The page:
4. “Forgetting to be consistent with the 4 Tricks. I’ve been mixing mine and yours again. Oops!”
5. “Forgetting to shave my legs regularly. I promised myself I would keep up with this and haven’t. I feel better about myself when I do, so I must start again.”
6. “I have forgotten to state the first Trick you gave me in a matter of fact tone – it’s getting a little wishy-washy again.”
7. “I’ve been allowing my daughter to get away with, “Okay, I won’t do it again” so that I won’t apply the consequence.”
8. “We thought we had a flow going with our family activities, but have noticed that we don’t have as much fun time lately. We are going to start using the strategy you taught us again. Thanks!”
9. “I’ve seen my girlfriends a lot but it’s always with the children, so I must focus on planning children-free time with them.”
10. “Forgetting to stick to the homework routine. After relaxing on it a bit I realized that my son began making excuses again, so back to the routine we must go! Should never have relaxed – you told me this would happen, but some of us are slow learners!”
The best part about reading these messages is realizing that they DO have the skills and knowledge to get back on track. How empowering! How easy to make the quick change! How wonderful to feel refreshed again. What habits have YOU formed that need a little renewal?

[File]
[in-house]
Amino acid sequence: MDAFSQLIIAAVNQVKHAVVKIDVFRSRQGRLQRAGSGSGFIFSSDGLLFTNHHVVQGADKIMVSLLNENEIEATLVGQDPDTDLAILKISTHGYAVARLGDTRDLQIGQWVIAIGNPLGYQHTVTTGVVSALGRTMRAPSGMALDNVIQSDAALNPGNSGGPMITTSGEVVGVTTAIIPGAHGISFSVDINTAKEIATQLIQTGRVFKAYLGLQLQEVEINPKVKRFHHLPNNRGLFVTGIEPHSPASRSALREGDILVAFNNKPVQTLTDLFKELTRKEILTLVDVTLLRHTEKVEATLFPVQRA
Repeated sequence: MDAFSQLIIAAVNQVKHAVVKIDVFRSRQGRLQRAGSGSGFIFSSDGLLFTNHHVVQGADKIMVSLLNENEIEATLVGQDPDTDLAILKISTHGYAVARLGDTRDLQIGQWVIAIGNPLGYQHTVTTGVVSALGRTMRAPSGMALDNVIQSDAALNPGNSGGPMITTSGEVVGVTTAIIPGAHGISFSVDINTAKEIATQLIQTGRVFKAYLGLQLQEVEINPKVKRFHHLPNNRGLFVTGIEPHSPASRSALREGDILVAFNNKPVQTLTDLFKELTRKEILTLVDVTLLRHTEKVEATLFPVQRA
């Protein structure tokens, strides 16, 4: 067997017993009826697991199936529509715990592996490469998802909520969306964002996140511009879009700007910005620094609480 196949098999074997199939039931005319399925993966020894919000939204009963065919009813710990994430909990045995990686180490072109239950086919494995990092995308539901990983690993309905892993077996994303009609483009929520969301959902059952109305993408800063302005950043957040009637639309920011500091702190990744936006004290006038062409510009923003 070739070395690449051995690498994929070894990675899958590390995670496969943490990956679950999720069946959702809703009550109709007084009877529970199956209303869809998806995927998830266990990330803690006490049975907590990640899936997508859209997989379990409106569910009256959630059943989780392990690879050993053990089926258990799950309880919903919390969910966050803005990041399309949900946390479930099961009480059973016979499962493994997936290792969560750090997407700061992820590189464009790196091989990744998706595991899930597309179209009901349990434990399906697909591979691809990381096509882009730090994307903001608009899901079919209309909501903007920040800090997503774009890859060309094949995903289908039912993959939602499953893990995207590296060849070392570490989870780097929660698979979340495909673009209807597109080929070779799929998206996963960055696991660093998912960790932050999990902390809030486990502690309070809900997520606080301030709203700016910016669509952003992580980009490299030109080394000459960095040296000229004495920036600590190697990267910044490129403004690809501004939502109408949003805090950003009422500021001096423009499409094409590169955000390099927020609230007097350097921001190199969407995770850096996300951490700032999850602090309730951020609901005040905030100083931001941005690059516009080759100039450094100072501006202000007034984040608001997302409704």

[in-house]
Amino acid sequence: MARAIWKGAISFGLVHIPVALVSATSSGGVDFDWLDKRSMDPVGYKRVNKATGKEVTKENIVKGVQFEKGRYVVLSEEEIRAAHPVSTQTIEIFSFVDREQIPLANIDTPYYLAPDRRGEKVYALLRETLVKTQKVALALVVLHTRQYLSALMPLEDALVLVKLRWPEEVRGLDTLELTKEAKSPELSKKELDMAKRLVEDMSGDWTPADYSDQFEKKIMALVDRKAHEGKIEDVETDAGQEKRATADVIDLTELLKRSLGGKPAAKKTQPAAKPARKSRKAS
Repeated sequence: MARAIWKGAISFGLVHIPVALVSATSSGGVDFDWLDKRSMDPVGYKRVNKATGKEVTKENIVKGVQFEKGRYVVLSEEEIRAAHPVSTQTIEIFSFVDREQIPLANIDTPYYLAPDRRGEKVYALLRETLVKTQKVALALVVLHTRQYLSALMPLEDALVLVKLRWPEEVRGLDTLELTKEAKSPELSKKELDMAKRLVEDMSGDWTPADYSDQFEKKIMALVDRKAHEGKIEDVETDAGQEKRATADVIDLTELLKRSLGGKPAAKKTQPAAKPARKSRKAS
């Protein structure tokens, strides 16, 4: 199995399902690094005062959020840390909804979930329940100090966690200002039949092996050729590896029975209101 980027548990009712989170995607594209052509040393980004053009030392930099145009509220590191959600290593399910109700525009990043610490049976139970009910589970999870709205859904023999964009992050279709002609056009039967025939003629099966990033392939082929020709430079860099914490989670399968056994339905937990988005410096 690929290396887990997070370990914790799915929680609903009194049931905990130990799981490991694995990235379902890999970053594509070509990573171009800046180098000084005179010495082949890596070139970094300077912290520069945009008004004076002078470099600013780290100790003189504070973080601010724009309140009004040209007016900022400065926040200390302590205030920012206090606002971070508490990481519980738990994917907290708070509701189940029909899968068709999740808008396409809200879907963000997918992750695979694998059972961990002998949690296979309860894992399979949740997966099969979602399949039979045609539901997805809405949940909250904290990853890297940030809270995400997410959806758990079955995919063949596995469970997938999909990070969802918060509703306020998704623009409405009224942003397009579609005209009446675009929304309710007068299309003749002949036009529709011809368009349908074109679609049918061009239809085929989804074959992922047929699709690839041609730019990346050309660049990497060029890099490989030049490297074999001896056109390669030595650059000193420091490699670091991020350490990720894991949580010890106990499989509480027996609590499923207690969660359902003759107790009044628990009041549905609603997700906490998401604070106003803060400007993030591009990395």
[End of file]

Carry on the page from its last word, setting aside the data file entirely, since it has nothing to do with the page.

Valentine’s Day. The red hearts make us feel like love and happiness is all around. We see images of couples hugging and gazing into each other’s eyes and we want that. We go shopping at beautifully decorated stores and envision making our loved one feel special and cherished. And, secretly, we hope our partners are thinking and doing the same for us. The spirit behind Valentine’s Day is beautiful. Don’t we all want more of it though?
Wouldn’t it be great if we could make our loved ones feel special most days of the year? Wouldn’t it be fantastic if WE felt that our loved ones cherished and truly appreciated US most days of the year?
How, in this busy world of ours, can we keep the lovely spirit of Valentine’s Day alive? Author CJ Mahaney offers some advice on this to men, but it relates to women as well. He says, “To learn how to touch your wife’s heart and mind, you must study her.” He then goes on to ask a poignant question: “Do you know how to surprise and delight your wife in the following areas?
- clothing styles and stores
- books and magazines
- the art
- food and drink
- places to visit
- intellectual interests
It’s usually the small things that make the biggest difference to us. If someone takes the time to really know you and show you they know and appreciate who you are, then happiness and the feeling that we wish for each and every Valentine’s Day can be felt more often than just February 14th.
Can this philosophy be directed toward our children too? Absolutely! Who doesn’t like to be loved this way? Does your child mention a song or artist they love? Why not find it on iTunes and secretly download it to their iPod. Does your husband love a certain type of food from his heritage? Why not cook that for him as a surprise? Does your wife love romance? Surprise her with a beautiful romance novel and a rose one day.
It doesn’t take much, but the rewards of doing little things for our loved ones… OFTEN… are immeasurable. Study your wife, husband or child, then use this information to bring happiness into your home on a regular basis, not just on the day when someone tells you to.